© 2022 WRVO Public Media
bg.jpg
Your Source for NPR News
Play Live Radio
Next Up:
0:00
0:00
Available On Air Stations

Local experts weigh in on Tenney’s candidacy for new 23rd Congressional District

Tenney.jpg
Payne Horning
/
WRVO News File Photo

Republican Claudia Tenney currently represents New York’s heavily Republican 22nd Congressional District. Despite how right-leaning her district is, she narrowly beat her Democratic opponent, Anthony Brindisi, in the last election cycle, and lost to Brindisi in 2018.

Luke Perry, a political science professor at Utica College, said because Tenney is very right-leaning she doesn’t tend to stack up well against Democratic candidates, especially when it comes to appealing to more moderate voters.

“She tends to be better positioned in a primary, where you have more ideological voters than in a general election where Democrats and Republicans are even or the Democrats have an advantage,” said Perry.

So, not even a full day after the state’s new congressional district maps were released, Tenney announced her candidacy for NY-23 in the state’s Southern Tier.

She’s doing something similar to western New York Rep. Chris Jacobs, who’s now running in the 24th district in central and northern New York.

“They face a choice of battling for their seat in a less favorable situation, or to try to find a better opportunity in what I call and Republican super-districts that are being created,” Perry said.

So instead of battling for one of the 22 seats expected to go to Democrats, she went for an already heavily Republican district like the 23rd. Perry said there’s a reason she so quickly made this decision.

“I think her decision to declare immediately after the boundaries were proposed, reflects an effort to try to deter other potential Republicans, particularly ones that live there, from running,” he said.

This could be good news for Democrats if she does advance beyond the primaries since she tends underperform against Democratic candidates.

However, Perry is unsure of how much flipping that district will matter since he expects Democrats to lose the house this midterm cycle anyway.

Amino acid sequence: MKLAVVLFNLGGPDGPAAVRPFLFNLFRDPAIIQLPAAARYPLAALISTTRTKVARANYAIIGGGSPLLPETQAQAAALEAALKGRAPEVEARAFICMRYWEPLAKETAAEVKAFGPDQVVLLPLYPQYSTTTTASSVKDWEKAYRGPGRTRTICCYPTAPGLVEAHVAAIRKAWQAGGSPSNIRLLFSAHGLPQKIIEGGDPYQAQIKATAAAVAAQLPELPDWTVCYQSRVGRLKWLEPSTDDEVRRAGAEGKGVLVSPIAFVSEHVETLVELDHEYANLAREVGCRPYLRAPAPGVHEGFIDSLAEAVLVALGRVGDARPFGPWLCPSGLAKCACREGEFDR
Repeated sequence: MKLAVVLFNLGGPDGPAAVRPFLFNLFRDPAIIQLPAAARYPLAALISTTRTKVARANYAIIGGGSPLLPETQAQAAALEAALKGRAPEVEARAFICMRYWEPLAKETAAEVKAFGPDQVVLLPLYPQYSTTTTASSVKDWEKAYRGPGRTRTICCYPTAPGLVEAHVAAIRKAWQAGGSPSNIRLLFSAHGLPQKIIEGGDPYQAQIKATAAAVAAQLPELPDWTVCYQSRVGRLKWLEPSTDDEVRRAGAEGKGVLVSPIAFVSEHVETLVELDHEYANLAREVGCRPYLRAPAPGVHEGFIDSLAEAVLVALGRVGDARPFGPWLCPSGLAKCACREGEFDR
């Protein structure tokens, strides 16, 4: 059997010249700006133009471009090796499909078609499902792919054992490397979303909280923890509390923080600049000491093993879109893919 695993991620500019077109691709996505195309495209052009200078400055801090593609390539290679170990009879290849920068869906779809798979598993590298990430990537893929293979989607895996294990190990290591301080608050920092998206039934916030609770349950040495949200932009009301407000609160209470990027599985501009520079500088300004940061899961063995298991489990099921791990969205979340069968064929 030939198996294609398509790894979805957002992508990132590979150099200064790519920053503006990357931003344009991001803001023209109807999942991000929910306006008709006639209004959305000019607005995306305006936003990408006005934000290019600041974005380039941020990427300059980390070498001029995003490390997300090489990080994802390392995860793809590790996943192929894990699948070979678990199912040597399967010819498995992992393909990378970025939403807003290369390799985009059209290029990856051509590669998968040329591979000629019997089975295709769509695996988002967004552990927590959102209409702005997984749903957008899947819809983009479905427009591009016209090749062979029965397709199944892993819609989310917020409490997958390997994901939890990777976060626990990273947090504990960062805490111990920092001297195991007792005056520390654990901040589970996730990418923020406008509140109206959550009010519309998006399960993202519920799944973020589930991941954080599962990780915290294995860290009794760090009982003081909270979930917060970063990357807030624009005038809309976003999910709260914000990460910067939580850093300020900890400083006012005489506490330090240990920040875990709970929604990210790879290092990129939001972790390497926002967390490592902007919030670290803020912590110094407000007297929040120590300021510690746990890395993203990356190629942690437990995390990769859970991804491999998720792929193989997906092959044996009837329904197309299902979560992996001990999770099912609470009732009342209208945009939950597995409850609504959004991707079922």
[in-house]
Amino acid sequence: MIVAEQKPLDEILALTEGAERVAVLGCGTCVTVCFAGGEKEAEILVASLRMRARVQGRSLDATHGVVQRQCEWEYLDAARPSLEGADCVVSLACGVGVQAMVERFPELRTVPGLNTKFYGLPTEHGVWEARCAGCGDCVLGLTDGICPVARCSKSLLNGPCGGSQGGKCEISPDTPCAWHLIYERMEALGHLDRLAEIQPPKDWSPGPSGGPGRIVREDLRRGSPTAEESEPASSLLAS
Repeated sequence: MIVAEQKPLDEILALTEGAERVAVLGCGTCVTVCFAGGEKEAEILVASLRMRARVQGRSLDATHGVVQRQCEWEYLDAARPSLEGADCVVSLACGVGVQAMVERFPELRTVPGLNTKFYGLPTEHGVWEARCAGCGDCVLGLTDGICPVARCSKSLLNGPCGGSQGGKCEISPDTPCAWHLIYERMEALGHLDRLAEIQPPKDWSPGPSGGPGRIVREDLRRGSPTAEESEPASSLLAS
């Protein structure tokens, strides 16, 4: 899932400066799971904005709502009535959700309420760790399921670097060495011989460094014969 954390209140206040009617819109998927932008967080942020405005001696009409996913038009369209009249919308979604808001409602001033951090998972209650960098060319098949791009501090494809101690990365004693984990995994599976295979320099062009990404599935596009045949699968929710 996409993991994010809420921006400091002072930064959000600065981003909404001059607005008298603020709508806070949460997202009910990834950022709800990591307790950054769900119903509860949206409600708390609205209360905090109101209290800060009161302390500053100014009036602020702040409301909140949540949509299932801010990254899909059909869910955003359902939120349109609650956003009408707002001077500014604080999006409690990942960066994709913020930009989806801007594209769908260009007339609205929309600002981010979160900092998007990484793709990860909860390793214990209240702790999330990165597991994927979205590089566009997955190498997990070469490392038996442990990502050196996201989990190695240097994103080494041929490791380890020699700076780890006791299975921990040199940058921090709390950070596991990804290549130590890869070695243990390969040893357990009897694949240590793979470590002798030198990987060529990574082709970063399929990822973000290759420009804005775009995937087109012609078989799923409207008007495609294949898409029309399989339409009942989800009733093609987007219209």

“So I think the Democrats are likely to lose the house because of President Biden's current approval rating and because it's his first midterm,” he said.

If Republicans only have a shot at winning in a handful of upstate districts, it begs the question of how fair these maps are. Perry said he’d absolutely categorize the congressional map as partisan gerrymandering on the Democrats’ part.

“I think what we've seen is the Democrats engaged in a national gerrymandering battle that's unfolding in several states,” he said.

However, Jeff Wice, a professor at New York Law School who specializes in redistricting, said he thinks the new map is very fair.

“The district lines meet the federal requirement of exact population equality, where the difference in the size of the largest and smallest districts doesn't exceed literally one person,” said Wice.

He’s correct. Each of the 26 congressional districts has precisely 776,971 constituents. Wice added that the new map also maintains downstate’s minority districts, complying with the Voting Rights Act.

“I think this plan is one that will likely withstand any court action,” he said.

In fact, a lawsuit has already been filed against the new map, but Wice said that even if opponents win the lawsuit and the maps are redrawn, it won’t happen in time for this year’s elections.

“Even if a lawsuit is filed against the plan, and with petitioning for the spring primary to get underway March 1, there's almost no chance of a court preventing the use of this map for the 2022 election cycle,” said Wice.

Either way, Perry said he’s not confident this will have much impact in the House of Representatives, which he expects to flip.

“I think what happens in New York with with redistricting is probably not going to be instrumental in regards to what party controls the House after the next election,” said Perry.

Madison Ruffo received a Master’s Degree from the Craig Newmark Graduate School of Journalism, where she specialized in audio and health/science reporting. Madison has extensively covered the environment, local politics, public health, and business. When she’s not reporting, you can find Madison reading, hiking, and spending time with her family and friends.